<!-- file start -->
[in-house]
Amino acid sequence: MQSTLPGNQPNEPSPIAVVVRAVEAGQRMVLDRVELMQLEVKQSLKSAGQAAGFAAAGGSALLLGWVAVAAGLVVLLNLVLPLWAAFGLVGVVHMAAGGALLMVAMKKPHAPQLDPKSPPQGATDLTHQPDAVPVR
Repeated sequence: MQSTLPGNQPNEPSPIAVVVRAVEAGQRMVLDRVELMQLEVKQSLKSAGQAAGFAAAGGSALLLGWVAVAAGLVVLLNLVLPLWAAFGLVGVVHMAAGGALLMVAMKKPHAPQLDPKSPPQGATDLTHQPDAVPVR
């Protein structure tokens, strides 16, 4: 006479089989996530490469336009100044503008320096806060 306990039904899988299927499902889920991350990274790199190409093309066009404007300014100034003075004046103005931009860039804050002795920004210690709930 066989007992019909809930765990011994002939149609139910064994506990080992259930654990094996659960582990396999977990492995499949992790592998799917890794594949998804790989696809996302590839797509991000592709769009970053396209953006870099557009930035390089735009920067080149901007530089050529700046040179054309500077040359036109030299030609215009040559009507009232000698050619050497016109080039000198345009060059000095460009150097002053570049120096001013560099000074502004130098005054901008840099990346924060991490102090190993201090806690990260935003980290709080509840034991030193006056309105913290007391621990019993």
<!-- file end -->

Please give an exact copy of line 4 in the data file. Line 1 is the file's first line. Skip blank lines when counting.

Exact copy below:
């Protein structure tokens, strides 16, 4: 006479089989996530490469336009100044503008320096806060 306990039904899988299927499902889920991350990274790199190409093309066009404007300014100034003075004046103005931009860039804050002795920004210690709930 066989007992019909809930765990011994002939149609139910064994506990080992259930654990094996659960582990396999977990492995499949992790592998799917890794594949998804790989696809996302590839797509991000592709769009970053396209953006870099557009930035390089735009920067080149901007530089050529700046040179054309500077040359036109030299030609215009040559009507009232000698050619050497016109080039000198345009060059000095460009150097002053570049120096001013560099000074502004130098005054901008840099990346924060991490102090190993201090806690990260935003980290709080509840034991030193006056309105913290007391621990019993």